BUSINESS

Starbucks Announces Shares Buy Back

Starbucks Set To Gotarbucks Corporation, the coffee Seattle-based coffeehouse chain known for its signature roasts, light bites has announced that its Board of Directors has authorized the repurchase of an additional 50 million shares of the Company’s common stock under its ongoing share repurchase program.

This authorization has no expiration date and is in addition to the 11 million shares that remained available for repurchase as of June 28, 2015 under an existing authorization.

“Since the Company’s share repurchase program was authorized in September of 2001, Starbucks has repurchased more than 430 million shares at a cost of $7.4 billion under authorizations through June 28, 2015,” said Scott Maw, Starbucks chief financial officer.

“This additional authorization reflects the ongoing strength of Starbucks balance sheet and operating cash flow, which allows us to support our global growth and return value to our shareholders through the payment of quarterly dividends and share repurchases,” the company stated.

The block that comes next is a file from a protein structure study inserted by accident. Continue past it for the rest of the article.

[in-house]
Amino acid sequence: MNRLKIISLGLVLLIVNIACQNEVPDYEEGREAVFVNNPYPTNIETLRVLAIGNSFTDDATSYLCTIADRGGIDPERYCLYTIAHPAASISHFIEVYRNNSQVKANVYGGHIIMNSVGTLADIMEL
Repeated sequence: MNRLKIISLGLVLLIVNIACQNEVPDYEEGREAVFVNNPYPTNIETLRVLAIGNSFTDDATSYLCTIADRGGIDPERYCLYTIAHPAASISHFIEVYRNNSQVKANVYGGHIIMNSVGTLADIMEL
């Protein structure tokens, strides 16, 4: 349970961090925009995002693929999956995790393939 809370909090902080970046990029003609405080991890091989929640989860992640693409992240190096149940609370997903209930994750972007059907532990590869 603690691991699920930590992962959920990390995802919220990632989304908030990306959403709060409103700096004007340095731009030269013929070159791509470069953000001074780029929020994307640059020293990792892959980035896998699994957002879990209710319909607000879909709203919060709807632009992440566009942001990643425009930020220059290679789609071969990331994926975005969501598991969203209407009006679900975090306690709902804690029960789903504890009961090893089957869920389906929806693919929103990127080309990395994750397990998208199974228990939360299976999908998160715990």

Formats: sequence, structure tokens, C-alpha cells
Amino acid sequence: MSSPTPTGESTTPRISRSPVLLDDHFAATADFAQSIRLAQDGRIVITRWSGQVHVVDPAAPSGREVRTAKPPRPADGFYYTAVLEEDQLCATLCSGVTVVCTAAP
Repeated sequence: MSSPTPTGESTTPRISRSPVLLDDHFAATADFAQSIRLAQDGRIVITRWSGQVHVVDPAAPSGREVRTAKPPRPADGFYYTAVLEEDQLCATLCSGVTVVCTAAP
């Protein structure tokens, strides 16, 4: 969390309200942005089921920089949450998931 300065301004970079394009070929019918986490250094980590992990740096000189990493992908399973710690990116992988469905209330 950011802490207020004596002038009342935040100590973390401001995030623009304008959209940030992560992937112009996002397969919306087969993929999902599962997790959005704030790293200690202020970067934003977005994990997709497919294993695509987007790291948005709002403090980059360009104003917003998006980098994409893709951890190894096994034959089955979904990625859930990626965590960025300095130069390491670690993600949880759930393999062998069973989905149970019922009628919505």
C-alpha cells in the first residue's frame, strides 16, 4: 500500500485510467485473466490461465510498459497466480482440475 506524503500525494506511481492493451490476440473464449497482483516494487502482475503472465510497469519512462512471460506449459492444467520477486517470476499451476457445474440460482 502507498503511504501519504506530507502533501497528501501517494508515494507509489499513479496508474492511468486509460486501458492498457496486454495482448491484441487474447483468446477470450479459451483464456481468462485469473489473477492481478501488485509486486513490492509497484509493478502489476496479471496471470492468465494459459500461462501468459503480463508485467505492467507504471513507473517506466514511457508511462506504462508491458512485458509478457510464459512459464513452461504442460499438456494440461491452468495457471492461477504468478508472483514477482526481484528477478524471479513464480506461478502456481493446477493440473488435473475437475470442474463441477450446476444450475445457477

Shares will continue to be repurchased in the open market at times and amounts considered appropriate by the Company based on several factors including price and market conditions.

The Company may also repurchase shares through trading plans entered into pursuant to Rule 10b5-1 of the Securities Exchange Act of 1934.

The coffee chain announcement came amidst reported quarterly earnings and revenue that beat analysts’ expectations on Thursday.

Starbucks posted fiscal third-quarter earnings of 42 cents per share on $4.88 billion in revenue. Analysts forecast Starbucks would report earnings of 41 cents a share on $4.86 billion in revenue, according to a consensus estimate from Thomson Reuters.

After the earnings announcement, the company’s shares rose more than 5 percent in extended-hours trading. The coffee giant is trading well above its $57 all-time high at current extended-hours levels.

Starbucks expects full-year revenue growth of 16 to 18 percent. Global comparable-store-sales growth will remain in the mid-single digits.

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